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Wednesday, March 9, 2011

Lazuli Moon by Christine DePetrillo

Lazuli Moon by Christine DePetrillo
Jewel of the Night
Publisher: The Wild Rose Press
Genre: Action/Adventure, Contemporary
Length: Full Length (196 pgs)
Heat Level: Sensual
Rating: 4 books
Reviewed by Poinsettia

Three people search for the legendary Lazuli Moon in the Valdivian Rainforest.

Two of them will find a treasure they never expected.

One won’t live to see another day.

Archaeologist and professor Dr. Nivia Charu can’t let the Lazuli Moon remain hidden forever. With her teaching position threatened and no funds for an expedition, Nivia fears the blue diamond fabled to have healing powers will never be unearthed.

Physician Dr. Benjamin Forrester wants to cure his uncle’s cancer. His attempts at manufacturing a remedy, however, have failed. Desperate and out of options, Ben needs a miracle, and Nivia may just hold the key.

Up against a crazed boat captain and ancient curses, Ben and Nivia join forces to seek the Lazuli Moon. What waits for them in the depths of the rainforest will either make them famous or kill them.

Craving adventure? Look no further than Lazuli Moon.

Ms. DePetrillo drew me into Lazuli Moon right from the beginning. The story opens with an intriguing legend of the Palol people and the Lazuli Moon, a jewel granted to the Palol by their sea god. Ms. DePetrillo weaved the tale of the Palol so well, that I could clearly picture the story in my mind as it unfolded. The story of the Palol is one that Nivia has read many times because her father’s mission in life was to find the gem. When her father died on his last trek into the rainforest, Nivia resolved to take up the quest herself. Unfortunately, she lacks the money to complete her quest, and the college she works for certainly isn’t going to fund her research since no one, specifically her boss, believes that the Lazuli Moon exists.

Ben is a medical doctor and doesn’t normally put much stock in alternative healing methods, but his uncle is dying of cancer and Ben is running out of time to find a cure. When he runs across a seminar for ancient healing practices, he decides to check it out. Nivia and Ben’s paths cross at the seminar. Nivia tells Ben all about the Lazuli Moon. Nivia fully expected Ben to think she’s crazy. Ben not only doesn’t think she’s crazy, but offers to fund the expedition. Within days, Ben and Nivia find themselves in the Valdivian Rainforest. The chemistry between Nivia and Ben is undeniable, but all is not well. Jorge Delgado, their guide into the rainforest, wants Nivia for himself and just might have some designs on the Lazuli Moon too. Will Nivia and Ben discover the truth about Jorge before it’s too late?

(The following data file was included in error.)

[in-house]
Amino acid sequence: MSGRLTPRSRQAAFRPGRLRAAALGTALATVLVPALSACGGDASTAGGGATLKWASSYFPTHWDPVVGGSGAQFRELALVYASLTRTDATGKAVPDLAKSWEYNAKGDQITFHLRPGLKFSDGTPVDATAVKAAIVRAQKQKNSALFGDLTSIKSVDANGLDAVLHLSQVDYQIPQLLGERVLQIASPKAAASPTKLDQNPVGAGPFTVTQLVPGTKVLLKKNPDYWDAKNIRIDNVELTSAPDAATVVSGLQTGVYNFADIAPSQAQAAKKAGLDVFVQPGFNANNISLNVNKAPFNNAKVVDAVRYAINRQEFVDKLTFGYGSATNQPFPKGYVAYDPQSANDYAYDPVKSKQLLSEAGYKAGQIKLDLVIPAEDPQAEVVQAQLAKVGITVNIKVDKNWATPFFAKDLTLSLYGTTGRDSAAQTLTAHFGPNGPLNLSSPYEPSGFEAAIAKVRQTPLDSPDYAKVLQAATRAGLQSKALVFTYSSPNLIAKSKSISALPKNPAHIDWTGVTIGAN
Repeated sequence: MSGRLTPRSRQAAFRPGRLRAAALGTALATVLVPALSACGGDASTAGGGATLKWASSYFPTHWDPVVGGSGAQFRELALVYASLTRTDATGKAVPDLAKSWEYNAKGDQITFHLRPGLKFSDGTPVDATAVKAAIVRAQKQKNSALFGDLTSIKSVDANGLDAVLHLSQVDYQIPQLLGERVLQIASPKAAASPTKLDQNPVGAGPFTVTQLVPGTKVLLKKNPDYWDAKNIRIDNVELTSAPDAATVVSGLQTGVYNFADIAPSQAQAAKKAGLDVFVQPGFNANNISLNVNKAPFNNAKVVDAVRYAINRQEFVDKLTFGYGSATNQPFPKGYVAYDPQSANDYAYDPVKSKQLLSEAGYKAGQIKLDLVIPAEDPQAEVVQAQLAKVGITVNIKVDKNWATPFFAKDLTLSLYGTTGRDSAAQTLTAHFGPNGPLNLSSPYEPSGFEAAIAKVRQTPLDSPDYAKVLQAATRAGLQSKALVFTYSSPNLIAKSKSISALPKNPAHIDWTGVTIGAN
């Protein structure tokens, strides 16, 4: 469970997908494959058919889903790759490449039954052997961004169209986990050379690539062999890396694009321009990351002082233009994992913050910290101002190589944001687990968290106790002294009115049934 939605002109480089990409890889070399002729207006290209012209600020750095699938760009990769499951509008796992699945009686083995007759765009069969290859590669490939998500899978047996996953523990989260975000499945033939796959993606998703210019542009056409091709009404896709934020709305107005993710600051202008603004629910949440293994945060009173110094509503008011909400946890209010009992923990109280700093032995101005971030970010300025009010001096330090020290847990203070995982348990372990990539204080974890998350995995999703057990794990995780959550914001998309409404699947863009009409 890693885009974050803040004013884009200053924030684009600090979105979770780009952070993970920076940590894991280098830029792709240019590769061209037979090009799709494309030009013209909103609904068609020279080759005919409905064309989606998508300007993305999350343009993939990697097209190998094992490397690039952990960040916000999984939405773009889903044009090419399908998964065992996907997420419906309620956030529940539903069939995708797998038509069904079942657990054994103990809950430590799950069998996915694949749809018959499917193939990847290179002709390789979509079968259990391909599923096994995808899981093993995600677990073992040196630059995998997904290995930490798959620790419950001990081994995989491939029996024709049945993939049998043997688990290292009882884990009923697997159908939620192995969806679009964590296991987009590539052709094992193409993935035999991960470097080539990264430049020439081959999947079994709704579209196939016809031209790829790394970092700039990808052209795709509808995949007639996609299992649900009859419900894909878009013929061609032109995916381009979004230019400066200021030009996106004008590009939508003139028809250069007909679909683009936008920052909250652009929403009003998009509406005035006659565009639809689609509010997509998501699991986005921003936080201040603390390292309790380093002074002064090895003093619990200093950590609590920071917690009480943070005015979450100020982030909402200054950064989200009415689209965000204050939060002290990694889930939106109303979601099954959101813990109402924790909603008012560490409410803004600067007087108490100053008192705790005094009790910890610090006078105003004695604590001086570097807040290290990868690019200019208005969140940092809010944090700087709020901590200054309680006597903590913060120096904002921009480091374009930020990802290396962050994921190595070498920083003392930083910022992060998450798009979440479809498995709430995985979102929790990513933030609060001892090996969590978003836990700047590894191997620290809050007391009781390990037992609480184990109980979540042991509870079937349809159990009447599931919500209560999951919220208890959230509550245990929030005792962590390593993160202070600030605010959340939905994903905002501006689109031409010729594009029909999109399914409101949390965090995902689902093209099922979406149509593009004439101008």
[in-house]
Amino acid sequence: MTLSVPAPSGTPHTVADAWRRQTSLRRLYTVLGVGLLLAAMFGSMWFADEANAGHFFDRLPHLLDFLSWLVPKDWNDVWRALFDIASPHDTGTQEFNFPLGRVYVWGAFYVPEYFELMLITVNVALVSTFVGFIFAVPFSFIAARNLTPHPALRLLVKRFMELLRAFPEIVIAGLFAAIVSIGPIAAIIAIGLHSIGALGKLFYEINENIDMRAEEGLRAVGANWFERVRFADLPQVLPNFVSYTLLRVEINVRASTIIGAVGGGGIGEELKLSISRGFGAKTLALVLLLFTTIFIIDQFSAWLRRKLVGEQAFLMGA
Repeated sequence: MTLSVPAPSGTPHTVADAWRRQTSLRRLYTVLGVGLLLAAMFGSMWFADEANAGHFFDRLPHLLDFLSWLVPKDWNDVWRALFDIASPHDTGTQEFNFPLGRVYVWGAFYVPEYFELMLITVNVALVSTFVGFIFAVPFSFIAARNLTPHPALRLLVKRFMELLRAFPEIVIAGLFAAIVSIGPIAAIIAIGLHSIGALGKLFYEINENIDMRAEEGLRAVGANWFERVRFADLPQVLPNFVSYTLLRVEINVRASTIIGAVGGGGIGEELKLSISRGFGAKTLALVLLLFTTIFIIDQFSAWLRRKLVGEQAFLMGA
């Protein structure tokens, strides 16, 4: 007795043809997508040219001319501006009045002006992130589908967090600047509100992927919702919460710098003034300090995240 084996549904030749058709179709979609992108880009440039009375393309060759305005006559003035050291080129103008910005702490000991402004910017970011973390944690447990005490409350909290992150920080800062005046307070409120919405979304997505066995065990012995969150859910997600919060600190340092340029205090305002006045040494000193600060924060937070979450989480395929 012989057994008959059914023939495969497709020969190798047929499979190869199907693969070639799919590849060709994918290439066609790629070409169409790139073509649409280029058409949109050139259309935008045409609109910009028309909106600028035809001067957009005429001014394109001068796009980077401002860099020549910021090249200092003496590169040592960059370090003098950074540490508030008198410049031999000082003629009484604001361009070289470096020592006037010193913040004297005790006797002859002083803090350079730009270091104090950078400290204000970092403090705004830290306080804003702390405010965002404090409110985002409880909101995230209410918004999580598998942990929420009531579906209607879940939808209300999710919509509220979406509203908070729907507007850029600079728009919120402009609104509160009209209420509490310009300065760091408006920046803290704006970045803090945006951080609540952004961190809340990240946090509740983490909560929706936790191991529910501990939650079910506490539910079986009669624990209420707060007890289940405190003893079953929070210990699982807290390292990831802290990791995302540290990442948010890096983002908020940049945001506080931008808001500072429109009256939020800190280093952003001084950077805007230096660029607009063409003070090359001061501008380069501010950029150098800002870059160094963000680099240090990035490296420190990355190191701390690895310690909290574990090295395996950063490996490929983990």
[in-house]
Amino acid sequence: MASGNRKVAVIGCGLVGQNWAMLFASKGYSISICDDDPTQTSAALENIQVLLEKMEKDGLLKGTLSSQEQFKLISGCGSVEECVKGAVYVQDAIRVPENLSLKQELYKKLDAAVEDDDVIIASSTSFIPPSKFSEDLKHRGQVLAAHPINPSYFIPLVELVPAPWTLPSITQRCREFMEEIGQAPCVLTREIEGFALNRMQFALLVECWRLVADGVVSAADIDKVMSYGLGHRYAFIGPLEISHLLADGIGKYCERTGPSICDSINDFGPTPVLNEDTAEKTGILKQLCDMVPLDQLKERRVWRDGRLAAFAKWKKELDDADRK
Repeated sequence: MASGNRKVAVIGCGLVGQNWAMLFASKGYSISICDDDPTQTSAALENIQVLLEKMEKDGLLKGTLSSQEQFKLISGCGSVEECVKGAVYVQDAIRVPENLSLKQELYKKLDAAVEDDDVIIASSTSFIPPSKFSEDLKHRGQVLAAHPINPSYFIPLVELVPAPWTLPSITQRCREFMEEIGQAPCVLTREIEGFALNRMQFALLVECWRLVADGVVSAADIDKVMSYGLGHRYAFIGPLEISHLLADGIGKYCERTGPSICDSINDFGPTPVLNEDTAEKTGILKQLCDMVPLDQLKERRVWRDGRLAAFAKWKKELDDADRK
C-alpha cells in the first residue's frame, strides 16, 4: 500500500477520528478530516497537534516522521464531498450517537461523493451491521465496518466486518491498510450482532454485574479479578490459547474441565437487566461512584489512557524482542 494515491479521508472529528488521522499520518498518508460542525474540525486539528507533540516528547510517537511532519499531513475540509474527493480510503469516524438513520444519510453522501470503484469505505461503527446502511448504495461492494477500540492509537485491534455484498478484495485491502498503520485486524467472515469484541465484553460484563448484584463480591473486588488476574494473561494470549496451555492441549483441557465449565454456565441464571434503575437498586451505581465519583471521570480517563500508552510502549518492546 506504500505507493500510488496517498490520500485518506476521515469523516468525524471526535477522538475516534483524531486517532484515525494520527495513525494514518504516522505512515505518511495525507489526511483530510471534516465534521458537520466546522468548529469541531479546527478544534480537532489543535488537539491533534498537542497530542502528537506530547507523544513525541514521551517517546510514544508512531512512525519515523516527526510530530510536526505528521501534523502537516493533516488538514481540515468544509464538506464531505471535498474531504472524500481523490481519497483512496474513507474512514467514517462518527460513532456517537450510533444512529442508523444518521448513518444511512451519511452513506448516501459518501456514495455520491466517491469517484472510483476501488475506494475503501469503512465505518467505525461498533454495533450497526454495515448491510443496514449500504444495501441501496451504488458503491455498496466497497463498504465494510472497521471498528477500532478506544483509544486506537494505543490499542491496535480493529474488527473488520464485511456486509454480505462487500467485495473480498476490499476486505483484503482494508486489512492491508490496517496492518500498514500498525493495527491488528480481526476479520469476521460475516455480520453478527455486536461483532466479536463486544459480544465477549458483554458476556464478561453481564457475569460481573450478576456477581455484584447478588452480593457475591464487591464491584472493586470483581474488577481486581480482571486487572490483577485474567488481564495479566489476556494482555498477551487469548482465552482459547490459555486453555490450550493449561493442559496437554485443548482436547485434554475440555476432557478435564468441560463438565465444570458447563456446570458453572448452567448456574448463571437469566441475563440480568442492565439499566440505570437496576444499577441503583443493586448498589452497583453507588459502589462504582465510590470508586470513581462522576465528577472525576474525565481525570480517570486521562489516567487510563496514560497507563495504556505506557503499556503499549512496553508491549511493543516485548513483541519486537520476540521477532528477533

One of the things I most enjoyed about the story was the pace. When I picked up Lazuli Moon, I was hoping for an exciting, Indiana Jones-type adventure. I was certainly not disappointed. Ms. DePetrillo kept the plot moving at a good pace without making it feel rushed or skimping on descriptive detail.

I also enjoyed Nivia and Ben as characters. I have to say they weren’t terribly original, but they were so likable that this didn’t detract from my enjoyment of the story at all. Nivia was the typical archeologist in search of ancient civilizations and treasure. She’s smart, independent, and caring. However, her single-minded pursuit of the Lazuli Moon is a character flaw and she makes some very stupid decisions. While these mistakes served to move the plot along, I do have to express some frustration that someone so smart could make a mistake that was so glaringly obvious. Ben was the classic Boy Scout. Like Nivia, he is smart and independent. Together, they make an unstoppable team.

Jorge is clearly the villain of the story. While Jorge is the complete opposite of Ben, he’s appealing in his own dangerous way. I particularly like a scene in which Nivia likens Ben and Jorge to different types of desserts. Ben has doubts about Jorge’s character from the start, but Nivia seems inclined to trust him. I must say I find this a bit difficult to believe since Nivia is smart and usually perceptive. However, this really did serve to move the plot along. I kept turning pages wondering if Nivia would discover the true nature of Jorge’s character before it was too late and how she and Ben would get out of the trouble I knew they were heading for.

I really enjoyed reading Lazuli Moon. The characters are likable, the romance was smoldering, and the pacing was excellent. Anyone looking for a great adventure story with a happy ending will not be disappointed.